Molasses - A Super Food That is Also a Great Hair Product!

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The Many Benefits of Molasses

Molasses is often thought of as little more than a necessary ingredient and flavoring for baked beans. My memories of molasses are from visiting my grandmother's NC farm back in the 50's: Biscuits were always on the stove top and then you'd happily go and get the molasses and dip the perfect fluffy biscuit in it. Delightful!

Recently, I decided to relive the 50's by buying biscuits and organic unsulphured blackstrap molasses. But what to do when the two biscuits were quickly gone and almost a full bottle of molasses was left over? Time to get on the internet and research what our elders already knew back then; molasses is chock full of nutritional benefits and is also excellent for hair care.

What are the Nutritional Benefits of Molasses?

Choose an organic unsulphured blackstrap molasses for the healthiest benefits. This product is less processed and retains more of the natural minerals and nutrients. Recently, I had to increase iron in my diet and by purchasing the organic unsulphured blackstrap molasses I found it had far more iron than plain molasses.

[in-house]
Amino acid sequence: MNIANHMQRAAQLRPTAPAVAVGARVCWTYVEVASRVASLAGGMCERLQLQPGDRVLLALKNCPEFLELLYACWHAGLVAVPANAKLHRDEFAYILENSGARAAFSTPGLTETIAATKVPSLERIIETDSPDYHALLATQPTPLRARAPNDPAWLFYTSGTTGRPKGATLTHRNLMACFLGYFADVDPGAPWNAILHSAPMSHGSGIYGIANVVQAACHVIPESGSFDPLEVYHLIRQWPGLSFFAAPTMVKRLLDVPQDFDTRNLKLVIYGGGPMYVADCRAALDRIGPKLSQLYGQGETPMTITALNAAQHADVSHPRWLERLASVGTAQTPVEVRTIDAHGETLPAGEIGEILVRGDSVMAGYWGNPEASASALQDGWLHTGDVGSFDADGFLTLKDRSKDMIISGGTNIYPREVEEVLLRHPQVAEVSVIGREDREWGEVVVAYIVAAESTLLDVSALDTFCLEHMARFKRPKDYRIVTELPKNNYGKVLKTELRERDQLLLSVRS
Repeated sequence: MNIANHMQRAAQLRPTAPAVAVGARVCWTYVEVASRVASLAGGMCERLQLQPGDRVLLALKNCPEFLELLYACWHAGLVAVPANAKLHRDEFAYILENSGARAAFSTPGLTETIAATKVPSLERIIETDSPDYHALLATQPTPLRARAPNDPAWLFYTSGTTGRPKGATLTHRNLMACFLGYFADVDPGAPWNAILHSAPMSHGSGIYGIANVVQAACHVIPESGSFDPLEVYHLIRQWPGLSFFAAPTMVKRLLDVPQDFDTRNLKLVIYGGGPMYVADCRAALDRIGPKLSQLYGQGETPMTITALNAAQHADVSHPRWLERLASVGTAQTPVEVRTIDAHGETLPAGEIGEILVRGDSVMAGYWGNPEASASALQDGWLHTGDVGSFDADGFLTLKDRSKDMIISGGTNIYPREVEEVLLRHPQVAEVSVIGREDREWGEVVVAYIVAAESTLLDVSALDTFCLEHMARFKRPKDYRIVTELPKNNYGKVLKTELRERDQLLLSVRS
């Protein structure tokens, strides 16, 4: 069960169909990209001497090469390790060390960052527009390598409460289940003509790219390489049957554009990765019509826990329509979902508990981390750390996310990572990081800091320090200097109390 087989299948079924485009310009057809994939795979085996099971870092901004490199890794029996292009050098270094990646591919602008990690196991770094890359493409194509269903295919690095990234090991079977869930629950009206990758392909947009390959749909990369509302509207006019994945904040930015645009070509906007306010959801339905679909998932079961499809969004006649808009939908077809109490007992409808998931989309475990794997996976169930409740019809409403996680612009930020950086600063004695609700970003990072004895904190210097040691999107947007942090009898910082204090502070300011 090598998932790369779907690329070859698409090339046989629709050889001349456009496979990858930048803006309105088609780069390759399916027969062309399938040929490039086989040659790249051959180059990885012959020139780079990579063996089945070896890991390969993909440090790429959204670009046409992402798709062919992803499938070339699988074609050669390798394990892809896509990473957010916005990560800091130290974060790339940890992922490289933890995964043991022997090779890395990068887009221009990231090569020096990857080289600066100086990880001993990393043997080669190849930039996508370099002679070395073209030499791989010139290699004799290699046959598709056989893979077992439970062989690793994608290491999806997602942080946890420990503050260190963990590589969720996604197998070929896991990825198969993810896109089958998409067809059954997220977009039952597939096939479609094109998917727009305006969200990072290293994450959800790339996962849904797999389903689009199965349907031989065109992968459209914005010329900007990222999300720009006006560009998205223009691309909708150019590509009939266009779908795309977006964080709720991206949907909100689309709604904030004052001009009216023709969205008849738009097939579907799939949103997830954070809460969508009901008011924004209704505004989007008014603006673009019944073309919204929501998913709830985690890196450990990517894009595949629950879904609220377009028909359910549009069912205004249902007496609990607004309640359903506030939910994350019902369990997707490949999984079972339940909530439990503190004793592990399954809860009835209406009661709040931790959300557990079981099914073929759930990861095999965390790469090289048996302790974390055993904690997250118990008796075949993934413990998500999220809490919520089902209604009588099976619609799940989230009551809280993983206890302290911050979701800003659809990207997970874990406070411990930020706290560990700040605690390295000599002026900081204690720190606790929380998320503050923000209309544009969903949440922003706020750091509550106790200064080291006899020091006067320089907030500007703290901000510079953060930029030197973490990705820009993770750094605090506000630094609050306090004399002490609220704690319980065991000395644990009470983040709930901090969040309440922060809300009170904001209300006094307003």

Iron - Including just 2 teaspoons of molasses in the daily diet will provide a little over 13 percent of the daily recommended value. Molasses provides more iron for less calories than red meat - with the added bonus of being fat-free. Iron is an important part of hemoglobin, which in turn, delivers oxygen from the lungs to all our body cells.

Calcium - Two teaspoons added daily to the diet will deliver almost 12 percent of our daily needs. Calcium helps remove toxins from the colon, thereby reducing our risk of colon cancer. Calcium is also important to prevent bone loss.

Note: Molasses can be added to the diet not just in baked beans or having fun with biscuits but also as a sweetener. Sweeten oatmeal by drizzling it with a teaspoon of molasses or add it to a smoothie. A little goes a long way.

Additional Health Benefits - Molasses is rich in magnesium, copper, manganese and potassium. It is also rich in selenium and vitamin B6.

How is it Made?